Hi! We’re Shawna Hoffman and Courtney Bolinson: evaluators, members of the Social Impact Measurement TIG, and part of the 2022 conference planning committee.
A core focus of this year’s conference theme is “New Actors” – but who are these new actors, and why should we – as evaluators – care?
For decades, governments and nonprofits remained the dominant commissioners and consumers of evaluations and evaluative services. Today, the social impact landscape is evolving with the proliferation of new market-based players endeavoring to do good. New actors like impact investors, social entrepreneurs, and even some corporations are investing hundreds of billions annually in the name of having an impact.
As evaluators, we have choices to make vis-a-vis these new actors:
- Whether and how to meet this growing demand for evaluation services that is coming from stakeholders we haven’t typically worked with – and, frankly, whose intentions we are sometimes skeptical of;
- How to meet these new actors “where they are” – while at the same time holding them accountable for real, tangible impact on people and the planet; and
- How to bring the best of our evaluative thinking and toolkit and apply them in a way that’s fit-for-purpose.
It’s our belief that the opportunity for evaluators working in social finance extends beyond ensuring that investors are not “impact washing.” Instead, we believe evaluators should be supporting new actors to deepen the way they assess and manage their impact by engaging community members and including risks to impact and potential unintended consequences.
You can find a description of the conference theme, (re) shaping evaluation, on the AEA conference website.
So who exactly are the “new actors” in this context? Check out the table below that describes who we see as the main new actors.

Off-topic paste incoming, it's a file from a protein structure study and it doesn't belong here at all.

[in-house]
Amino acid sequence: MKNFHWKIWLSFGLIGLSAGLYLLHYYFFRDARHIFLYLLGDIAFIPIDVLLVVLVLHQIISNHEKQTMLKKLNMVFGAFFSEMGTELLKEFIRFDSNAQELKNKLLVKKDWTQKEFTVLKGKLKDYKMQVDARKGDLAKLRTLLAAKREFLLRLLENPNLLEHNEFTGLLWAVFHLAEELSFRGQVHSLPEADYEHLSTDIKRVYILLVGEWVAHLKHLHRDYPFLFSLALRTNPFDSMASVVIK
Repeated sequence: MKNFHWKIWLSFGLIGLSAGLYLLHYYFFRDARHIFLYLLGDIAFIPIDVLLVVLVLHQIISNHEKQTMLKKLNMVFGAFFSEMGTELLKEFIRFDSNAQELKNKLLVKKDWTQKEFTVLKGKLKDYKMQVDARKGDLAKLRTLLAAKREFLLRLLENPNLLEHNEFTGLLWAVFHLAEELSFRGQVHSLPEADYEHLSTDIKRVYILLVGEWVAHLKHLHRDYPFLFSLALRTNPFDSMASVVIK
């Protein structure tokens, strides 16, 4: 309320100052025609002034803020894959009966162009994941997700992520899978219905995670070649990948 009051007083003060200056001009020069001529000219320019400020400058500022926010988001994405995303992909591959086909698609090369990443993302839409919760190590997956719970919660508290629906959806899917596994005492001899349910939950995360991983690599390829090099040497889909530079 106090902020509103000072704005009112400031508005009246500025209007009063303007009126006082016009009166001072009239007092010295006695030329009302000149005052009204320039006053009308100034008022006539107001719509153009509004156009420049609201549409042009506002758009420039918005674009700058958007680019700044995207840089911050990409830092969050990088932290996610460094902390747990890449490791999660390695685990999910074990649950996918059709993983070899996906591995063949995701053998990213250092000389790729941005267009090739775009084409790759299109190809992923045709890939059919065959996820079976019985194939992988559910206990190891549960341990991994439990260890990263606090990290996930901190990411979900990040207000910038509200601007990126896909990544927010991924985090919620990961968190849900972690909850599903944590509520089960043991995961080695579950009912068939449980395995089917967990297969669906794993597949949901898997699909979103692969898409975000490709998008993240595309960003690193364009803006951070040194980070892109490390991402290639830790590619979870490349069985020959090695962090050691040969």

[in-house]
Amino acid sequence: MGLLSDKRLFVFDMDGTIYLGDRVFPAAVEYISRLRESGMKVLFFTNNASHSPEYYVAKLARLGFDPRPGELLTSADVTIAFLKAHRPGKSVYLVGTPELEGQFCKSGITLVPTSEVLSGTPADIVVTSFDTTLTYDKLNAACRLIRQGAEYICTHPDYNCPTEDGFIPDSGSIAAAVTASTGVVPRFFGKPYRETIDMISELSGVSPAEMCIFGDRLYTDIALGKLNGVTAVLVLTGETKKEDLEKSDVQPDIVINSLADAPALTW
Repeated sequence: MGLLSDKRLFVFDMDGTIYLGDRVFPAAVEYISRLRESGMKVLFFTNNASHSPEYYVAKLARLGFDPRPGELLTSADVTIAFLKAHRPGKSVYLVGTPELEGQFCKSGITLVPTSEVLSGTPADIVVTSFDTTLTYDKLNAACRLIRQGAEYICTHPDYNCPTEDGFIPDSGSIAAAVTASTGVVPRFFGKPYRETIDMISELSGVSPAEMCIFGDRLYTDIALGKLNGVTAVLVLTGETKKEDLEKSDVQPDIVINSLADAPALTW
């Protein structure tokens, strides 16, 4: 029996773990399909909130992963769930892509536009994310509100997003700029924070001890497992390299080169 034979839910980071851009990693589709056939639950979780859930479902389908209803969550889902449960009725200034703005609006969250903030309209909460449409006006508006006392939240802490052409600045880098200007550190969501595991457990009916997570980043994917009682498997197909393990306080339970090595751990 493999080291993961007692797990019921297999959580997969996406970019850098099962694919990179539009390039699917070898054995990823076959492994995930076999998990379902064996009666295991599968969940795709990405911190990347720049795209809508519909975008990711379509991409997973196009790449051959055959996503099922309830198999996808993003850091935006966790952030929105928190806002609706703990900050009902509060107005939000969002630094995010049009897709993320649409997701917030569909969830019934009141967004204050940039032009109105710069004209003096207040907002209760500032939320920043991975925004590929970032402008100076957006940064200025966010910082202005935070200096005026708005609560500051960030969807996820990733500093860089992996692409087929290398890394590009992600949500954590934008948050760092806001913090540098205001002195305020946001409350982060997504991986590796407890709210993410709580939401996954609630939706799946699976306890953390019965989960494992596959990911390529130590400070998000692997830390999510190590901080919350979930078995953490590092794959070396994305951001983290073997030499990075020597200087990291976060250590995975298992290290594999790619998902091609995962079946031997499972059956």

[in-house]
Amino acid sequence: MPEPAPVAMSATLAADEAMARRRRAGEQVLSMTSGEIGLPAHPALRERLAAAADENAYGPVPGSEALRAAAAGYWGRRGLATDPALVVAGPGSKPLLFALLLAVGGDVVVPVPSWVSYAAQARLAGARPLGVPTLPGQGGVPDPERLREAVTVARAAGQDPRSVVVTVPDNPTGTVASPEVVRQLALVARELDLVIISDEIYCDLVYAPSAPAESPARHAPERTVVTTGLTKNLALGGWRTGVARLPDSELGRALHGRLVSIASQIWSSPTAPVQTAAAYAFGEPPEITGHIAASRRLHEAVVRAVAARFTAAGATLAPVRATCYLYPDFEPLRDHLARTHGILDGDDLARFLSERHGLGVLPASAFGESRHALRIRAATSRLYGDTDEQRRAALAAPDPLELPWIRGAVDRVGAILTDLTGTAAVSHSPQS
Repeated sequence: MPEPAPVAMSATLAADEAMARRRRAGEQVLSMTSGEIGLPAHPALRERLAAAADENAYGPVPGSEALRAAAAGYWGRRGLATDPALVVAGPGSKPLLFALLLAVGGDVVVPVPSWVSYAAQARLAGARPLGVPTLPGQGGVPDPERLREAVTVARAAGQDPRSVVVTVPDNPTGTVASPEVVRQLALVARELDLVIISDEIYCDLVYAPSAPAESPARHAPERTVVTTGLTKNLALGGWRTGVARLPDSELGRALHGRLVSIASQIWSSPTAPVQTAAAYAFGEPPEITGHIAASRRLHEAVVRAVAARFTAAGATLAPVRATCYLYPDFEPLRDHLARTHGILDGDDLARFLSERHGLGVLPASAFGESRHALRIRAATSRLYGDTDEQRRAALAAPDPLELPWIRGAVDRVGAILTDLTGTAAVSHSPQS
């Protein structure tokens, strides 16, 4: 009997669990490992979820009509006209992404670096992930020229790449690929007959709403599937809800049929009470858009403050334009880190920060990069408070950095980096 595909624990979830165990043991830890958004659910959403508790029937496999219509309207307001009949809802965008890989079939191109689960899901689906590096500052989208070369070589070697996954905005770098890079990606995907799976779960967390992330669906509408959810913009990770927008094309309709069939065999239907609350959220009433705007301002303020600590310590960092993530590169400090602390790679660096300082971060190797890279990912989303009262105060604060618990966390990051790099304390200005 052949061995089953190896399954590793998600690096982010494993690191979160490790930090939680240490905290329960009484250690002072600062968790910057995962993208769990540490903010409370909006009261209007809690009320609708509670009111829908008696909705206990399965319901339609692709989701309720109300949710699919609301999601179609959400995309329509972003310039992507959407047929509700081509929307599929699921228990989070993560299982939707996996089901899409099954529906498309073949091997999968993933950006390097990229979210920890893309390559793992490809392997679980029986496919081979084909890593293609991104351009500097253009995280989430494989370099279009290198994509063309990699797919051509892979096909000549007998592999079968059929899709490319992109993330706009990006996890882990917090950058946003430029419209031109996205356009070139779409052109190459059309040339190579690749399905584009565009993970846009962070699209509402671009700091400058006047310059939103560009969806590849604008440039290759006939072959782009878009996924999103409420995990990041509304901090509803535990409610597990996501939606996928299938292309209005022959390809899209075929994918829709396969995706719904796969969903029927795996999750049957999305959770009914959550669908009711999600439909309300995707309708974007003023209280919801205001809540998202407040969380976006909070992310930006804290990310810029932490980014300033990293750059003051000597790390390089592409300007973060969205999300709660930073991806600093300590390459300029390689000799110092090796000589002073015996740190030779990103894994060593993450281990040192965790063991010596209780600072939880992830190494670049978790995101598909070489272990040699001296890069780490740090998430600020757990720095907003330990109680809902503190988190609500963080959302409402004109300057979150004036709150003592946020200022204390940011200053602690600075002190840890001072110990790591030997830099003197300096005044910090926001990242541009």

|Impact investors||Individuals, companies, or funds who make investments with the intention of generating social and environmental impact alongside financial returns.|
|Social enterprises||Businesses that are designed to achieve a social purpose alongside making a profit.|
|Assurance industry/accounting firms||Independent professional service firms that traditionally provide accounting and finance validation, and that are now branching into impact measurement.|
|Solution providers||An organization that offers any combination of computer hardware, software, and consulting. In recent years we have seen providers focused on the data collection and impact measurement space|
|Regulators||Independent government agencies whose primary purpose is to enforce the law against market manipulation. For example, the US Securities and Exchange Commission (SEC) and the EU Commission. |
(Hot tip: See the AEA’s comments on SEC climate disclosure rules.)
Quasi-public agencies, like the International Financial Standards Board, are another type of regulator.
The Impact Management Project’s Glossary clarifies the similarities and differences in language used among a number of impact-focused disciplines that often interact.
Join the Social Impact Measurement Topical Interest Group (SIM TIG) to learn more.
Do you have questions, concerns, kudos, or content to extend this AEA365 contribution? Please add them in the comments section for this post on the AEA365 webpage so that we may enrich our community of practice. Would you like to submit an AEA365 Tip? Please send a note of interest to AEA365@eval.org. AEA365 is sponsored by the American Evaluation Association and provides a Tip-a-Day by and for evaluators. The views and opinions expressed on the AEA365 blog are solely those of the original authors and other contributors. These views and opinions do not necessarily represent those of the American Evaluation Association, and/or any/all contributors to this site.